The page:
Analysis finds Fiji party decree violates international conventions
Updated at 3:22 pm on 22 February 2013
A study by international lawyers of Fiji's Political Parties Decree has found it to be extreme compared to electoral provisions applied in democracies and in parts unprecedented in global practice.
The International Senior Lawyers Project says banning civil society leaders, such as trade unionists, from party membership manifestly breaches Fiji's obligations under the ILO Convention.
The New York-based group says in-depth research has failed to identify a single country that has such rules.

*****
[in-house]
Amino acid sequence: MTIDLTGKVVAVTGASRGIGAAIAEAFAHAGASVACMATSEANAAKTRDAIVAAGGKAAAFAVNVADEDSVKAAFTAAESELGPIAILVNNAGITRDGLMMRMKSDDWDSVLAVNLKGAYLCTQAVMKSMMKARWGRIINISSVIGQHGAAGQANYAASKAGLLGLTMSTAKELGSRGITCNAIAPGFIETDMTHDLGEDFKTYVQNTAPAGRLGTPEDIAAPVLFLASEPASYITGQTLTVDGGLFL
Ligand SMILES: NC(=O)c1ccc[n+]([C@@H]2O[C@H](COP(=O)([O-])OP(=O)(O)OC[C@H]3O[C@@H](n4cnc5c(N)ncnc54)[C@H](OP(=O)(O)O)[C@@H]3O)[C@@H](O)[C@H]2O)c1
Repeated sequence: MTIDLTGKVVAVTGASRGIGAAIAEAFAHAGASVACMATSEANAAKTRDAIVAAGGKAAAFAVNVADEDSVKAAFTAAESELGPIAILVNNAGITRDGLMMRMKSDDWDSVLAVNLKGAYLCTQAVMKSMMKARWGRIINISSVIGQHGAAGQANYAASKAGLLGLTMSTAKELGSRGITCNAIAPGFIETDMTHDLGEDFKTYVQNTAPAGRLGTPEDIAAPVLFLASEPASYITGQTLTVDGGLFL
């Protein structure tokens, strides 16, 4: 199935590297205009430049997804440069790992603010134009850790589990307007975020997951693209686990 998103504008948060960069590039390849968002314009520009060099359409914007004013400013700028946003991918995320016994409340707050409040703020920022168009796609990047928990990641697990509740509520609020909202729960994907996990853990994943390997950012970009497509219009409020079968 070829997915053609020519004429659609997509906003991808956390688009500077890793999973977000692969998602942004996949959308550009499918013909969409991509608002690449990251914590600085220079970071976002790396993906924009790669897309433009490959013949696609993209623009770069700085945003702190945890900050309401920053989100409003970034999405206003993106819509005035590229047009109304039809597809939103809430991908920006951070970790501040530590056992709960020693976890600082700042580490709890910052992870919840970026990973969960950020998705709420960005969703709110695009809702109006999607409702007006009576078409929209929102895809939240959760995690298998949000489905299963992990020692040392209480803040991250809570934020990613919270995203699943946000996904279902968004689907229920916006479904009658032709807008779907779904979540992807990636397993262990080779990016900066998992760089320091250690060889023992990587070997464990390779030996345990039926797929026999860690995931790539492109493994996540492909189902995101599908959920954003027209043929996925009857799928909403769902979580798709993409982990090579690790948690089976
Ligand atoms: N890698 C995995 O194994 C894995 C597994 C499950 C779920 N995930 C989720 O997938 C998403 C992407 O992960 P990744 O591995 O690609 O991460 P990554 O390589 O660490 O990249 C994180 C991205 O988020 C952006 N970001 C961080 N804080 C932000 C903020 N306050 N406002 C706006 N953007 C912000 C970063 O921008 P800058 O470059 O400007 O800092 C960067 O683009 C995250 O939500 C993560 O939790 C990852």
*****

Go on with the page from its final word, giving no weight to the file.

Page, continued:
It says the decree's provision allowing anybody access to a party's records is in breach of the right to privacy under the UN Human Rights regime.
It describes Fiji as an outlier by international comparison in for example how it criminalises political finance offences.
The report says the way parties are being made to wind up violates the international right to property.
It concludes that should democratic rule be restored in Fiji, affected parties might claim compensation, restitution and damages.
The report was compiled before the regime this week tightened the decree, by among others banning parties from using acronyms.
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